The random number generator picked Gansey from the suggestions for this post, suggested by Bookwyrm, one of my Patreon supporters. I should note that this is not a traditional gansey stitch pattern, though I have included a chart that makes it feasible to work as a knit-purl design. (A gansey is a kind of sweater from the island of Guernsey.)
I usually develop a complicated knitting stitch pattern for each word, but I also like to provide a basic chart for any craft that’s worked on a grid: beads, cross stitch, whatever. I also try to provide at least some digital art of the pattern repeated all over not as a chart. It doesn’t necessarily look like a finished object for any particular craft, but I just want to give a sense of it in use. (I try to make it look like knitting when it’s got floats short enough for easy stranded knitting.)
Follow link for charts and more information
A while back, I doodled up a chart. (It’s not secret code.) I’m gradually working through making it into various kinds of knitting. Here it is as a knit/purl pattern. I don’t know if it’s something to do with the stitch pattern, the yarn, or my gauge, but the pattern in my swatch is really only visible with bright light coming from an angle. I suspect it’s mostly the yarn; my next knit/purl pattern will be done with thicker yarn.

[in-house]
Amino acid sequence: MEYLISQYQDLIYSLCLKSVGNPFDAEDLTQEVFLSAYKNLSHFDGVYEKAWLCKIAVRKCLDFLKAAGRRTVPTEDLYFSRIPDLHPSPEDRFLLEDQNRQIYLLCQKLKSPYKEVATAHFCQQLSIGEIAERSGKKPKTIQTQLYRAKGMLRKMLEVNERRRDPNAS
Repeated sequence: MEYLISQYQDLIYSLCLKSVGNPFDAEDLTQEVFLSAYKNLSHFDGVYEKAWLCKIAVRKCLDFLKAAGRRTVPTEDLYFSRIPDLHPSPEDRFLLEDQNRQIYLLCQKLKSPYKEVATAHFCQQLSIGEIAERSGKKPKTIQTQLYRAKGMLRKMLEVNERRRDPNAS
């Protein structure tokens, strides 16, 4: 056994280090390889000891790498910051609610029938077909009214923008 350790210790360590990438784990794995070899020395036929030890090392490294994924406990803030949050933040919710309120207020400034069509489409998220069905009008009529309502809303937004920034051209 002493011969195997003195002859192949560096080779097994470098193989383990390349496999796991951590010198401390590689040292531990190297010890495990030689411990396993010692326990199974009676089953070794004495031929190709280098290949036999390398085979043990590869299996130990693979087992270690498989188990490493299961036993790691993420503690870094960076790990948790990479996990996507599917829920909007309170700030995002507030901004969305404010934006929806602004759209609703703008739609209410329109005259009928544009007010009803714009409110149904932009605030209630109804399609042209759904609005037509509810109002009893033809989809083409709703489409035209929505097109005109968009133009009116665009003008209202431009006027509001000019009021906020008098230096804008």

Nonetheless, I’m happy with the result.
Continue reading Doodle worked as a knit/purl pattern
(I’ve fussed with color and focus.)
These are the two charts I worked out for combining all three words for those who want to work with all three. (These are all the posts about this project.) You’re welcome to use them for whatever you like. Use as many or as few of the words as you like (the blue lines mark the boundaries). The two versions are based on two different ways of charting the encoded letters. I don’t have the swatch for the chart on the left (which is silly – I know better than to rip out swatches!) so the swatch shows the chart on the right.
Continue reading Charts for justice/equality/mercy
This is my last post on encoding “Hug” in yarn. First I knitted lace, then I played with crochet, and now I’m going to finish up with some more knitting.
I discussed the mechanics of laying out this particular grid in the crochet post, but here it is one more time, stripped down a bit.
As with the crochet, sometimes the stitches work better with patterning on every row, and sometimes they do well to have a plain row in between. (Compare it with the lace chart, and you’ll see that the yarn overs go in the dark squares.)
Continue reading So many ways to make a hug!